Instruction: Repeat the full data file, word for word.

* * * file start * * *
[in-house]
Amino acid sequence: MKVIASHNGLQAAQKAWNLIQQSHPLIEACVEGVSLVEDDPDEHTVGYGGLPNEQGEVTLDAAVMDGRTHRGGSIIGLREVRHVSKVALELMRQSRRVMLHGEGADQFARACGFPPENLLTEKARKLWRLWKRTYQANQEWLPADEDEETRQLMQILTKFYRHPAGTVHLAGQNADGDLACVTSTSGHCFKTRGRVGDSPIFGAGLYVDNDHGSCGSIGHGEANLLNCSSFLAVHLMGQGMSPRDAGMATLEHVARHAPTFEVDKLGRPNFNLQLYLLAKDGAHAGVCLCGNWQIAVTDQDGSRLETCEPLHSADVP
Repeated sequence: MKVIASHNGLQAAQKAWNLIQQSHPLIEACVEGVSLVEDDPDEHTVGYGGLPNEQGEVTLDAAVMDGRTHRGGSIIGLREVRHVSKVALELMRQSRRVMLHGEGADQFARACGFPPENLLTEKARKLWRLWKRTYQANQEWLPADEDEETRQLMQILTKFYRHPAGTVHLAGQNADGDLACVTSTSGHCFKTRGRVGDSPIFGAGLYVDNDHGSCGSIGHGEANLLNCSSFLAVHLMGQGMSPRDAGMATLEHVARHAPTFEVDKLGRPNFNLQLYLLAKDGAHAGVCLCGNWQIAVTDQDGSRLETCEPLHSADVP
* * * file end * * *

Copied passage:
[in-house]
Amino acid sequence: MKVIASHNGLQAAQKAWNLIQQSHPLIEACVEGVSLVEDDPDEHTVGYGGLPNEQGEVTLDAAVMDGRTHRGGSIIGLREVRHVSKVALELMRQSRRVMLHGEGADQFARACGFPPENLLTEKARKLWRLWKRTYQANQEWLPADEDEETRQLMQILTKFYRHPAGTVHLAGQNADGDLACVTSTSGHCFKTRGRVGDSPIFGAGLYVDNDHGSCGSIGHGEANLLNCSSFLAVHLMGQGMSPRDAGMATLEHVARHAPTFEVDKLGRPNFNLQLYLLAKDGAHAGVCLCGNWQIAVTDQDGSRLETCEPLHSADVP
Repeated sequence: MKVIASHNGLQAAQKAWNLIQQSHPLIEACVEGVSLVEDDPDEHTVGYGGLPNEQGEVTLDAAVMDGRTHRGGSIIGLREVRHVSKVALELMRQSRRVMLHGEGADQFARACGFPPENLLTEKARKLWRLWKRTYQANQEWLPADEDEETRQLMQILTKFYRHPAGTVHLAGQNADGDLACVTSTSGHCFKTRGRVGDSPIFGAGLYVDNDHGSCGSIGHGEANLLNCSSFLAVHLMGQGMSPRDAGMATLEHVARHAPTFEVDKLGRPNFNLQLYLLAKDGAHAGVCLCGNWQIAVTDQDGSRLETCEPLHSADVP